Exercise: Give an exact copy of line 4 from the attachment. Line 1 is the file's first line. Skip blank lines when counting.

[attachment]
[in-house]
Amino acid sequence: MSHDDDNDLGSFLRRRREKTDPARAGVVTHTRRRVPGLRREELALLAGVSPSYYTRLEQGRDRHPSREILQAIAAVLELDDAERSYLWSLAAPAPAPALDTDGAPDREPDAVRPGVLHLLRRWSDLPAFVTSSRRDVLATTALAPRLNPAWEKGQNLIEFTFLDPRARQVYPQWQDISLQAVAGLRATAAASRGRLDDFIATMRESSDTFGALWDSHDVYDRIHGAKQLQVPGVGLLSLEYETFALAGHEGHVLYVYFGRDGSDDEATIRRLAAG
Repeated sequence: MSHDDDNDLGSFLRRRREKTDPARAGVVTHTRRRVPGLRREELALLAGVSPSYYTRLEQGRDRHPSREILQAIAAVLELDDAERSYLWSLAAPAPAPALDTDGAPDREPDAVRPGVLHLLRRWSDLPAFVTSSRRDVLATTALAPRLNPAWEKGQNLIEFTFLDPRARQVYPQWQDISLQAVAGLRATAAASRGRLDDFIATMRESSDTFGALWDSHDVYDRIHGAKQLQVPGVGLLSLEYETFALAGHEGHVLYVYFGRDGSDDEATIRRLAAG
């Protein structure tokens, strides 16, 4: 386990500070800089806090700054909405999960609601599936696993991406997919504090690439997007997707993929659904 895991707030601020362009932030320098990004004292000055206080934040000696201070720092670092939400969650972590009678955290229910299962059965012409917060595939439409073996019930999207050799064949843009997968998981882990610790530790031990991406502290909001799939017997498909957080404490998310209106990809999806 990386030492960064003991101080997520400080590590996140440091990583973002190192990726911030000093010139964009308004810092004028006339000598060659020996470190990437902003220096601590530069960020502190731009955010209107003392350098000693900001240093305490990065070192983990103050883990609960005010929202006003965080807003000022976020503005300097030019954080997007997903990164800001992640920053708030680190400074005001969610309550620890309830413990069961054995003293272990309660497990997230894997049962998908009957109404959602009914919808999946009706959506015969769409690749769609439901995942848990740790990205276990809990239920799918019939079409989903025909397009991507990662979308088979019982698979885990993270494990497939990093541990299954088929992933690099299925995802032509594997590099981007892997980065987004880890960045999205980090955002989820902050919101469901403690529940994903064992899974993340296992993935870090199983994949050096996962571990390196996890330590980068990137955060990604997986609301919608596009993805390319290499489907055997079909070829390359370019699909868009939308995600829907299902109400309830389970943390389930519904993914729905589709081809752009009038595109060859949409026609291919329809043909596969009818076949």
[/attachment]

């Protein structure tokens, strides 16, 4: 386990500070800089806090700054909405999960609601599936696993991406997919504090690439997007997707993929659904 895991707030601020362009932030320098990004004292000055206080934040000696201070720092670092939400969650972590009678955290229910299962059965012409917060595939439409073996019930999207050799064949843009997968998981882990610790530790031990991406502290909001799939017997498909957080404490998310209106990809999806 990386030492960064003991101080997520400080590590996140440091990583973002190192990726911030000093010139964009308004810092004028006339000598060659020996470190990437902003220096601590530069960020502190731009955010209107003392350098000693900001240093305490990065070192983990103050883990609960005010929202006003965080807003000022976020503005300097030019954080997007997903990164800001992640920053708030680190400074005001969610309550620890309830413990069961054995003293272990309660497990997230894997049962998908009957109404959602009914919808999946009706959506015969769409690749769609439901995942848990740790990205276990809990239920799918019939079409989903025909397009991507990662979308088979019982698979885990993270494990497939990093541990299954088929992933690099299925995802032509594997590099981007892997980065987004880890960045999205980090955002989820902050919101469901403690529940994903064992899974993340296992993935870090199983994949050096996962571990390196996890330590980068990137955060990604997986609301919608596009993805390319290499489907055997079909070829390359370019699909868009939308995600829907299902109400309830389970943390389930519904993914729905589709081809752009009038595109060859949409026609291919329809043909596969009818076949």